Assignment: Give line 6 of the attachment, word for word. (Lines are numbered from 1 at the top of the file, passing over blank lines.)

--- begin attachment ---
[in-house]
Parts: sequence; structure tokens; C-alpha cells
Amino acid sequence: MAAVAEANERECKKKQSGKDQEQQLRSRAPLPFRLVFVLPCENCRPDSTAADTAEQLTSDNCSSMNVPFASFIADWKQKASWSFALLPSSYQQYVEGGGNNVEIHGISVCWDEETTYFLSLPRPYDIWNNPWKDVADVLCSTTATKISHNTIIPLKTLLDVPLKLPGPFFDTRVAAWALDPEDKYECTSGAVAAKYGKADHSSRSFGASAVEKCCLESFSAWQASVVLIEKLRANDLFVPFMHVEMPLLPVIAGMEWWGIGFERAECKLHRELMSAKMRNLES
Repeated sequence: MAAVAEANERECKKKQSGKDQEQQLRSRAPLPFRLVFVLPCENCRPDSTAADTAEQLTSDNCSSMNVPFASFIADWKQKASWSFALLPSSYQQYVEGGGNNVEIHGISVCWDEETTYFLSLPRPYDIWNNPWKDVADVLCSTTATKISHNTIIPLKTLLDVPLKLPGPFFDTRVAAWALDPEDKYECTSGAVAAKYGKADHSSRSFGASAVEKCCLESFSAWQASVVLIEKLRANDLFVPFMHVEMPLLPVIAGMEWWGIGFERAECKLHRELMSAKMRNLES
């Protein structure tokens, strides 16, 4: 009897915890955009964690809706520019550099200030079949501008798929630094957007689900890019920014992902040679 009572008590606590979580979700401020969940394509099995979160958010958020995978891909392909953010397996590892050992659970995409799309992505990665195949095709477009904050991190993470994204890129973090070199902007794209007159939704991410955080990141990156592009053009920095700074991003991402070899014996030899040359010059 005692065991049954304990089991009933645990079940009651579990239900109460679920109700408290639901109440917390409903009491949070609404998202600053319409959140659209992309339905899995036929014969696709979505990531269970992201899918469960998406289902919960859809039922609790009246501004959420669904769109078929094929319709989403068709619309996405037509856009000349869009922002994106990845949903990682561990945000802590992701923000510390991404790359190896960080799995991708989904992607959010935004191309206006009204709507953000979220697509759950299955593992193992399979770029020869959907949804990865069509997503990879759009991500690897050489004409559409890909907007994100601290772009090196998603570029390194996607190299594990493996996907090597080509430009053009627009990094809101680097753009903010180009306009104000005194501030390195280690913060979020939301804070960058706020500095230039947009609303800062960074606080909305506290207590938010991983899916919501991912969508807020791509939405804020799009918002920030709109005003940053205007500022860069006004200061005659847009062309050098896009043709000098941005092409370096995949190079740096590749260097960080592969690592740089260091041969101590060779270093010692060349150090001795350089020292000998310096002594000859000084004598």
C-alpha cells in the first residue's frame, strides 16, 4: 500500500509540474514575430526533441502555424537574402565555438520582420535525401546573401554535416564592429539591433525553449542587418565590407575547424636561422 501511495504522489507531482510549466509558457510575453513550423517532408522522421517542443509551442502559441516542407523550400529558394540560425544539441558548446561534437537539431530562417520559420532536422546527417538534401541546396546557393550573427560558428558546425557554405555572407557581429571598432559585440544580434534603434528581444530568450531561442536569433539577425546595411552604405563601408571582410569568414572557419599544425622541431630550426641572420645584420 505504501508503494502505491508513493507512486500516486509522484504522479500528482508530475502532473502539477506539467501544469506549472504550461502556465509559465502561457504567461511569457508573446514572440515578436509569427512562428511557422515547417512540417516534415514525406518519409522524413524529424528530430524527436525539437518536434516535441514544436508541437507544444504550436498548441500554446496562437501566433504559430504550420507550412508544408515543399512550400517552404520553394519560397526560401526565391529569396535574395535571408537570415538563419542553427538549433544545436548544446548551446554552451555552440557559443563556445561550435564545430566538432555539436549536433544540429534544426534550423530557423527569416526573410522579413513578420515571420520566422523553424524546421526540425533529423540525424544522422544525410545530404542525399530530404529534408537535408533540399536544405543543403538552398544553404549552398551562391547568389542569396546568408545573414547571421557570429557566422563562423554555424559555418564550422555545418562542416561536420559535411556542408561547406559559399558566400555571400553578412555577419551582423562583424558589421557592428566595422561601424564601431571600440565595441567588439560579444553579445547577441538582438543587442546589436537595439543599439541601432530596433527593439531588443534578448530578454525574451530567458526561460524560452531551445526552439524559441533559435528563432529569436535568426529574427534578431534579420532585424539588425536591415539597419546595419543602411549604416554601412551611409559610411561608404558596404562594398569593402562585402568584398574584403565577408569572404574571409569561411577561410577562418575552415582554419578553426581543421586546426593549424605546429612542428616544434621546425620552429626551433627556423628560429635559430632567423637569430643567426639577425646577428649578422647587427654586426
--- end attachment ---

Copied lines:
C-alpha cells in the first residue's frame, strides 16, 4: 500500500509540474514575430526533441502555424537574402565555438520582420535525401546573401554535416564592429539591433525553449542587418565590407575547424636561422 501511495504522489507531482510549466509558457510575453513550423517532408522522421517542443509551442502559441516542407523550400529558394540560425544539441558548446561534437537539431530562417520559420532536422546527417538534401541546396546557393550573427560558428558546425557554405555572407557581429571598432559585440544580434534603434528581444530568450531561442536569433539577425546595411552604405563601408571582410569568414572557419599544425622541431630550426641572420645584420 505504501508503494502505491508513493507512486500516486509522484504522479500528482508530475502532473502539477506539467501544469506549472504550461502556465509559465502561457504567461511569457508573446514572440515578436509569427512562428511557422515547417512540417516534415514525406518519409522524413524529424528530430524527436525539437518536434516535441514544436508541437507544444504550436498548441500554446496562437501566433504559430504550420507550412508544408515543399512550400517552404520553394519560397526560401526565391529569396535574395535571408537570415538563419542553427538549433544545436548544446548551446554552451555552440557559443563556445561550435564545430566538432555539436549536433544540429534544426534550423530557423527569416526573410522579413513578420515571420520566422523553424524546421526540425533529423540525424544522422544525410545530404542525399530530404529534408537535408533540399536544405543543403538552398544553404549552398551562391547568389542569396546568408545573414547571421557570429557566422563562423554555424559555418564550422555545418562542416561536420559535411556542408561547406559559399558566400555571400553578412555577419551582423562583424558589421557592428566595422561601424564601431571600440565595441567588439560579444553579445547577441538582438543587442546589436537595439543599439541601432530596433527593439531588443534578448530578454525574451530567458526561460524560452531551445526552439524559441533559435528563432529569436535568426529574427534578431534579420532585424539588425536591415539597419546595419543602411549604416554601412551611409559610411561608404558596404562594398569593402562585402568584398574584403565577408569572404574571409569561411577561410577562418575552415582554419578553426581543421586546426593549424605546429612542428616544434621546425620552429626551433627556423628560429635559430632567423637569430643567426639577425646577428649578422647587427654586426